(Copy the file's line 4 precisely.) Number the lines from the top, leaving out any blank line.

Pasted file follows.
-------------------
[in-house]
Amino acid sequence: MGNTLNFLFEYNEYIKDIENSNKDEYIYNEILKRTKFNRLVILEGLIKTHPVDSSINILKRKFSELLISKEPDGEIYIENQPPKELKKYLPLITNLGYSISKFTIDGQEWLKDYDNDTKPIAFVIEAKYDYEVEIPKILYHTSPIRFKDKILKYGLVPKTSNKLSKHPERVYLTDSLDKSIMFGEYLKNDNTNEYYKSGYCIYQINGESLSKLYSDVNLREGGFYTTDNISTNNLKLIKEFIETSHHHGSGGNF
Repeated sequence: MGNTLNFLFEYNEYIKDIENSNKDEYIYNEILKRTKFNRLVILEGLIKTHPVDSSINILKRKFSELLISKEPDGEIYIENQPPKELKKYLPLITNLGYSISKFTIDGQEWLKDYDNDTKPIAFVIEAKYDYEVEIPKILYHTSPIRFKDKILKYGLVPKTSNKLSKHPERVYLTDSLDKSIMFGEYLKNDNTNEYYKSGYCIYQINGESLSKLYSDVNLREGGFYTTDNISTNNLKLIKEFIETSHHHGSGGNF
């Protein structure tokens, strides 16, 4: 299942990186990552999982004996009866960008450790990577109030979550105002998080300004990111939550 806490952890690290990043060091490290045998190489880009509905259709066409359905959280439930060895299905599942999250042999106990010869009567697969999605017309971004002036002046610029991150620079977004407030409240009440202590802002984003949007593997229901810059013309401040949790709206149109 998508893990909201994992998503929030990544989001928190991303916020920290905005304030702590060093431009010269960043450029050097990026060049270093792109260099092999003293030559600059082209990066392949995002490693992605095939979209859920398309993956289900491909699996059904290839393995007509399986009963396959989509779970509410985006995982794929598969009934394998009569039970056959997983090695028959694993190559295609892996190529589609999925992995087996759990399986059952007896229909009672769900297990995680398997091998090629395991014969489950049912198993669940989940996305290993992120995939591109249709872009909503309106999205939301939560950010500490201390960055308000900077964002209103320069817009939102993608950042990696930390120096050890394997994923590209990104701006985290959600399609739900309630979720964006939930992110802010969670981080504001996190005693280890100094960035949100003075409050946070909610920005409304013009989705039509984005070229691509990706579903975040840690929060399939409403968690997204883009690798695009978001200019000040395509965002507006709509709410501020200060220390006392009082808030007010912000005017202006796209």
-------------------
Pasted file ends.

């Protein structure tokens, strides 16, 4: 299942990186990552999982004996009866960008450790990577109030979550105002998080300004990111939550 806490952890690290990043060091490290045998190489880009509905259709066409359905959280439930060895299905599942999250042999106990010869009567697969999605017309971004002036002046610029991150620079977004407030409240009440202590802002984003949007593997229901810059013309401040949790709206149109 998508893990909201994992998503929030990544989001928190991303916020920290905005304030702590060093431009010269960043450029050097990026060049270093792109260099092999003293030559600059082209990066392949995002490693992605095939979209859920398309993956289900491909699996059904290839393995007509399986009963396959989509779970509410985006995982794929598969009934394998009569039970056959997983090695028959694993190559295609892996190529589609999925992995087996759990399986059952007896229909009672769900297990995680398997091998090629395991014969489950049912198993669940989940996305290993992120995939591109249709872009909503309106999205939301939560950010500490201390960055308000900077964002209103320069817009939102993608950042990696930390120096050890394997994923590209990104701006985290959600399609739900309630979720964006939930992110802010969670981080504001996190005693280890100094960035949100003075409050946070909610920005409304013009989705039509984005070229691509990706579903975040840690929060399939409403968690997204883009690798695009978001200019000040395509965002507006709509709410501020200060220390006392009082808030007010912000005017202006796209």